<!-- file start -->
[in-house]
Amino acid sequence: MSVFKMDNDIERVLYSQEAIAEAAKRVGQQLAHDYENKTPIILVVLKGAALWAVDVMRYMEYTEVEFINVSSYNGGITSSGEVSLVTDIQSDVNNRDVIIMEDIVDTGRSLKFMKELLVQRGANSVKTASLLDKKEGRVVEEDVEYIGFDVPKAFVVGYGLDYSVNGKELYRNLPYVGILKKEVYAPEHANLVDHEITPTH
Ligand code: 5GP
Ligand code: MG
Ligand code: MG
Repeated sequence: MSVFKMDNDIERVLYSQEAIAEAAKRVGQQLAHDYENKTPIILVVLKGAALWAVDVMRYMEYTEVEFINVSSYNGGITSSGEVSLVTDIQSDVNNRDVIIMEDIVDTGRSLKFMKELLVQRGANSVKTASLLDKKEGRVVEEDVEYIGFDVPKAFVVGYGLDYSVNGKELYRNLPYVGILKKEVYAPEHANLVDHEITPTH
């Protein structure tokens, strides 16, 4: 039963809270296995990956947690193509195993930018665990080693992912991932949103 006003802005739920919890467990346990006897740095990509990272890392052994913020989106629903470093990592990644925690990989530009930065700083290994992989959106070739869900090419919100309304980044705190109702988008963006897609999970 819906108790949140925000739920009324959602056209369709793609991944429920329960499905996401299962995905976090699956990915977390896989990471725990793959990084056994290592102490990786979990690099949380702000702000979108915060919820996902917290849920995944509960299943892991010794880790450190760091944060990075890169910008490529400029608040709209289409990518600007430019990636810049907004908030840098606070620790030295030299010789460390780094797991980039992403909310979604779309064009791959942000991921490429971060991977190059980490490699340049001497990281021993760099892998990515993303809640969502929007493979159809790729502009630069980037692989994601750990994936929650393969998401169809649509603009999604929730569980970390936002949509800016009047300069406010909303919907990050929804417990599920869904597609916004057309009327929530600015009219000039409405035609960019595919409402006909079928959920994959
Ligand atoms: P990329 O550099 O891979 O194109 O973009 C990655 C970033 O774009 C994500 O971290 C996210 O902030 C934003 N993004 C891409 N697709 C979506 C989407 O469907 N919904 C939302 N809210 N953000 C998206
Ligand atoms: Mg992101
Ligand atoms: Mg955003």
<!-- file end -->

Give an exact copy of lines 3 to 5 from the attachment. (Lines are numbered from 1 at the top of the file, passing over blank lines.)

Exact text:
Ligand code: 5GP
Ligand code: MG
Ligand code: MG